Problem with faked-system-time option

David Shaw dshaw at
Thu Jun 16 06:54:44 CEST 2011

On Jun 16, 2011, at 12:12 AM, Jerome Baum wrote:

>>>> The draft spec actually called it a "notary signature", but after discussion, the name was intentionally changed to "Third-Party Confirmation signature" explicitly to avoid any confusion with a real-world notary or what they do.  The word notary is just an analogy.
>>> Yeah and that was my point. The analogy is bad because a notary
>>> doesn't just timestamp. <snip by JB>
>> Forget the word notary.  Just erase it from your head.  If you don't like the analogy, then don't use it.
> Do you not agree that a bad analogy is going to cause confusion? It
> already has, and likely will continue to.

I'm not sure how much more this dead horse needs to be beaten.  Fact: the standard used to call this a "notary signature".  Fact: the people behind the standard removed all but one mentions of the word "notary" for fear of confusing people, and the one remaining mention explicitly calls it an analogy.  Evidently, it's still confusing.  I'm not sure how many different ways I need to try and get past the horrible word "notary", but it seems to be at least one more than I'm willing to.  The original proposal for 0x50 as well as every discussion on the meaning and interpretation is online, including the thread where the title "notary" was removed, and the explicit intent of the 0x50 is restated.  I'm done with this.  If you feel it's unclear, there is a ready solution to that.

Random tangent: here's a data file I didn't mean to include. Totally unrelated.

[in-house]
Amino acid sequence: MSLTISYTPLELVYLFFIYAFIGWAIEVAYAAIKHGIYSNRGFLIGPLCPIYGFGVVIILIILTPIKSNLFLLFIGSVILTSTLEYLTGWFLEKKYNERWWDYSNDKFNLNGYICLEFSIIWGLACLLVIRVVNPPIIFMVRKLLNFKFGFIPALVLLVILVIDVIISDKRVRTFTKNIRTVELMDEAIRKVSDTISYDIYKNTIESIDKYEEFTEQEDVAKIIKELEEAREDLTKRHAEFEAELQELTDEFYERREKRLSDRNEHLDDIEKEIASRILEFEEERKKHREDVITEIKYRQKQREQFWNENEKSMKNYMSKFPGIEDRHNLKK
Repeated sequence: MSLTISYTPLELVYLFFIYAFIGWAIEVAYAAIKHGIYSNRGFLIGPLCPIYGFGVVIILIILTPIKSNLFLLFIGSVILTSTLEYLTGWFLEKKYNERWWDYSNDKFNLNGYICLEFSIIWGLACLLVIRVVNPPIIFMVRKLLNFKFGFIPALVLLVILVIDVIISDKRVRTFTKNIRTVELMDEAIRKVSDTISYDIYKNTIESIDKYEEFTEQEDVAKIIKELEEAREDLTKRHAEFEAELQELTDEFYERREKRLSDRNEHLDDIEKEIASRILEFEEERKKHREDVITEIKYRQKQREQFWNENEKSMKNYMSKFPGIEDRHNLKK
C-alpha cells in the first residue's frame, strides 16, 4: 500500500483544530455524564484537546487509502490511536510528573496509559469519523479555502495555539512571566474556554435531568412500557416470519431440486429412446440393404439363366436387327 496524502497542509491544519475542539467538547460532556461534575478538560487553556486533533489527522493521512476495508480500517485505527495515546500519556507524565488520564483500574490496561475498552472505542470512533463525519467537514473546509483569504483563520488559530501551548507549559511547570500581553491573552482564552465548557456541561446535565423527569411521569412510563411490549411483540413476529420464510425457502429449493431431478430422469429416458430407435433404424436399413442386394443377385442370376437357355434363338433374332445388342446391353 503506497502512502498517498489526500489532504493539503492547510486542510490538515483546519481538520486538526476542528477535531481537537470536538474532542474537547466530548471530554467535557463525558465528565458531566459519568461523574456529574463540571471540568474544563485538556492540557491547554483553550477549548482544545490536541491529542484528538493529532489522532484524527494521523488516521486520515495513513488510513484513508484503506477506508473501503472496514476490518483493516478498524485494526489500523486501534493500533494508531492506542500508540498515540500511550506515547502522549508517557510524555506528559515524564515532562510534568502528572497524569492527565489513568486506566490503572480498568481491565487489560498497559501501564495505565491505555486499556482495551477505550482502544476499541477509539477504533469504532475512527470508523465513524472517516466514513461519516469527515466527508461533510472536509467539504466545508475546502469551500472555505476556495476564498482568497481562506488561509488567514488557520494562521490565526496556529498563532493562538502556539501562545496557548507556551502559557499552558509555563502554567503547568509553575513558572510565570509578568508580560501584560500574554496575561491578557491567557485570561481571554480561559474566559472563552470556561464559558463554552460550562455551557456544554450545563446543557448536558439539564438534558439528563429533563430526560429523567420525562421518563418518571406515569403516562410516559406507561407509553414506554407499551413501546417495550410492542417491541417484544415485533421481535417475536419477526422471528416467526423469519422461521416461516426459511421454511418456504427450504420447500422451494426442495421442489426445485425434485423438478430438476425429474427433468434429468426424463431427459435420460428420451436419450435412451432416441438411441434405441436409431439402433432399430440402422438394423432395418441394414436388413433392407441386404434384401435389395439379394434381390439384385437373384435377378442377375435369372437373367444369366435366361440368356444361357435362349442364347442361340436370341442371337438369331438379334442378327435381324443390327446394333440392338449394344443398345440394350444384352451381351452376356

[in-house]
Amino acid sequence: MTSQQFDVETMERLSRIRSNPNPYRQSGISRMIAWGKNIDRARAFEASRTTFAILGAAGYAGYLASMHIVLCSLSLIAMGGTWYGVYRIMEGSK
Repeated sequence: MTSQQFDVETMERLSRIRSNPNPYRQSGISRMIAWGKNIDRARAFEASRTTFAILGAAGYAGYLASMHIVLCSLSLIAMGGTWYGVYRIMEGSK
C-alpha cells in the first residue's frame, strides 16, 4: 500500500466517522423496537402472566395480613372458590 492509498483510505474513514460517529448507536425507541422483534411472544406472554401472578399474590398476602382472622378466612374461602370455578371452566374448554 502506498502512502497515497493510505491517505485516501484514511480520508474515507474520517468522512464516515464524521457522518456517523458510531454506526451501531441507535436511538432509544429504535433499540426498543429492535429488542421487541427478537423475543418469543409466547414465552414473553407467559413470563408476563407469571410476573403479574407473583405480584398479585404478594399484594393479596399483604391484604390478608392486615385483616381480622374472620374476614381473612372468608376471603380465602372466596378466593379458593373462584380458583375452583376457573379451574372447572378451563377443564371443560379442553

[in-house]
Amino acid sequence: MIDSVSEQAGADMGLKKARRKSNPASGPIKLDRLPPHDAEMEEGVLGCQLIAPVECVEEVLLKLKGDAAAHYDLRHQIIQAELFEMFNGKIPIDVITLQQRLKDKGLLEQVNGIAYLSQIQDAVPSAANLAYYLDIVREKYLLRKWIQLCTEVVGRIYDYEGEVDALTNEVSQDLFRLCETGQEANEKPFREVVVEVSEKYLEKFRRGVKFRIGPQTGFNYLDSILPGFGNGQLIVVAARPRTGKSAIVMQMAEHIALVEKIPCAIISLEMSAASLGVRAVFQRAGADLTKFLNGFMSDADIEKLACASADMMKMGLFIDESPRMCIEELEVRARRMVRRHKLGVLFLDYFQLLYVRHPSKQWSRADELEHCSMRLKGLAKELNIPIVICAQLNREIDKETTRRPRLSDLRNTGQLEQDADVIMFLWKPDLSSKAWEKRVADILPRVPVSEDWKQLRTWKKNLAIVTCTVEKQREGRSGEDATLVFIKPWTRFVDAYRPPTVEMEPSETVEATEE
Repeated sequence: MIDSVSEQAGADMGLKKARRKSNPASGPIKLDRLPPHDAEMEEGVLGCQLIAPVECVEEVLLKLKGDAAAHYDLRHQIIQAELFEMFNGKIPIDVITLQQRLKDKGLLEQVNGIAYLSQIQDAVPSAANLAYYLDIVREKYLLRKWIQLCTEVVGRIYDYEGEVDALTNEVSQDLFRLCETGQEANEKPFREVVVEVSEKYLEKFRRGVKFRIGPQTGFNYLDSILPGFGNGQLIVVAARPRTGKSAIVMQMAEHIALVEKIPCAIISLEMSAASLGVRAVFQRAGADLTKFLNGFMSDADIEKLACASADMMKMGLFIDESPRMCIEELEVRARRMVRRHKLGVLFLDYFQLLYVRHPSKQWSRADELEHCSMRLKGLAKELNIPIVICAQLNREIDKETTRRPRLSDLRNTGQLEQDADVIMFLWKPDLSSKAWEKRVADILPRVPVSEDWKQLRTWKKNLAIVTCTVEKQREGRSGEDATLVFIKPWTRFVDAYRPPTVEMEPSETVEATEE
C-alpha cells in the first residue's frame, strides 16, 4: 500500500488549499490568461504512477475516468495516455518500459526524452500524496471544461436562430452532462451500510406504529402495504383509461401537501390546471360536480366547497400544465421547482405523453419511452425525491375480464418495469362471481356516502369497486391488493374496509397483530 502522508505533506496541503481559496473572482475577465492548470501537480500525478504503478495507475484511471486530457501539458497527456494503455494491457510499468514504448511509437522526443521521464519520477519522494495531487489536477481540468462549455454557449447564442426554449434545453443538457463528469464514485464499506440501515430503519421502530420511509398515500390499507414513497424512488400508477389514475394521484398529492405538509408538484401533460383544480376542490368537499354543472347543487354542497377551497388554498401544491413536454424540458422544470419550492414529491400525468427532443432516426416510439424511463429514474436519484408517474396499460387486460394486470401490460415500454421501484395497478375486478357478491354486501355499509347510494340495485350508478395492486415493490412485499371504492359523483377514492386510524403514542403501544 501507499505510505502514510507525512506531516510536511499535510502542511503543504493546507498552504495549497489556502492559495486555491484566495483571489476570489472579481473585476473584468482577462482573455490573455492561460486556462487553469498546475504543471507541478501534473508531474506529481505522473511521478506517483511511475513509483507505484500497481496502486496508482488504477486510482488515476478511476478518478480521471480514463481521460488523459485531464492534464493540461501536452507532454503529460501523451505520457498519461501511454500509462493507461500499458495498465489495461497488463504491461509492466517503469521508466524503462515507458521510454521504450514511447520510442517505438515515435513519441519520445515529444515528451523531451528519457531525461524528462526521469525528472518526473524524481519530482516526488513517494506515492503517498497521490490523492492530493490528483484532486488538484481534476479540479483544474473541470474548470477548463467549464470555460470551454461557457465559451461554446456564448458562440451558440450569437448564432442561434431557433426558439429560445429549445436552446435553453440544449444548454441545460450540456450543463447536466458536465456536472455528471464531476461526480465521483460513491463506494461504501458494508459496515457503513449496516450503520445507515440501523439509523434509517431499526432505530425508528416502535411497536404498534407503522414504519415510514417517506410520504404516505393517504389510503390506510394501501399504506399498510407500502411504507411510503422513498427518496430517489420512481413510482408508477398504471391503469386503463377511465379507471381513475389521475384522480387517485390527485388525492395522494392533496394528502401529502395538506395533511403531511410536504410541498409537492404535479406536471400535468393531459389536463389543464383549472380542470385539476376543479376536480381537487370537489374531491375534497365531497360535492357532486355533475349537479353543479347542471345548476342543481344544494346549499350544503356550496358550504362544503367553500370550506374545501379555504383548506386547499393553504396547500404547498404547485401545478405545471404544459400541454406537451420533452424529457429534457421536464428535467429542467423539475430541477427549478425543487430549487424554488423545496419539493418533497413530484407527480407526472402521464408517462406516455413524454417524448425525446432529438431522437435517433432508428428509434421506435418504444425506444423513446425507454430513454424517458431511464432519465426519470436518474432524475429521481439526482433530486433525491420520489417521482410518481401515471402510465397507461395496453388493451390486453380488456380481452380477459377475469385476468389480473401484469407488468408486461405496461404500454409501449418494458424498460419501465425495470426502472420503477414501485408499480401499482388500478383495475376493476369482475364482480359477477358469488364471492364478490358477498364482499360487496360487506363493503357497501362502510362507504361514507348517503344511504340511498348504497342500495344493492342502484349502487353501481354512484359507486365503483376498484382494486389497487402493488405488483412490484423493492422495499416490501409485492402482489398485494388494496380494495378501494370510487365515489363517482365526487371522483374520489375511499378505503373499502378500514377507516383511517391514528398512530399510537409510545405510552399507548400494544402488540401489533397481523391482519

> So, how do you sign
> (i.e. timestamp) data that isn't already signed by someone else?

You use a regular old 0x00 signature.  0x50 gives you capabilities that 0x00 doesn't.  That doesn't mean 0x50 takes over all purposes of an 0x00.  0x00+notation or 0x50+notation covers either set of semantics.

> 1. timestamp-only at If this notation exists on the signature,
> that indicates it is a timestamp signature.
> 1 a. Should we set this notation critical, non-critical, or user's
> choice? We also had the suggestion of doing two signatures, one w/
> critical and one w/out. The idea was that the user will be inclined to
> look more closely.

I don't see any particular need beyond a straightforward "timestamp-only" at most.  Clock drift and clock resolution seems like massive overkill and overcomplexity to me, but if someone else wants it, that's the nice thing about notations - anyone can define them to whatever semantics they like.

Pick critical or not depending on the semantics you want: critical means more or less "the receiving system needs to understand this notation to properly understand/handle the signature".  It causes (intentional) incompatibility with all deployed code.  If those are the desired semantics, then you have no choice, but it's a bit of a hamper (months to years) to adoption.


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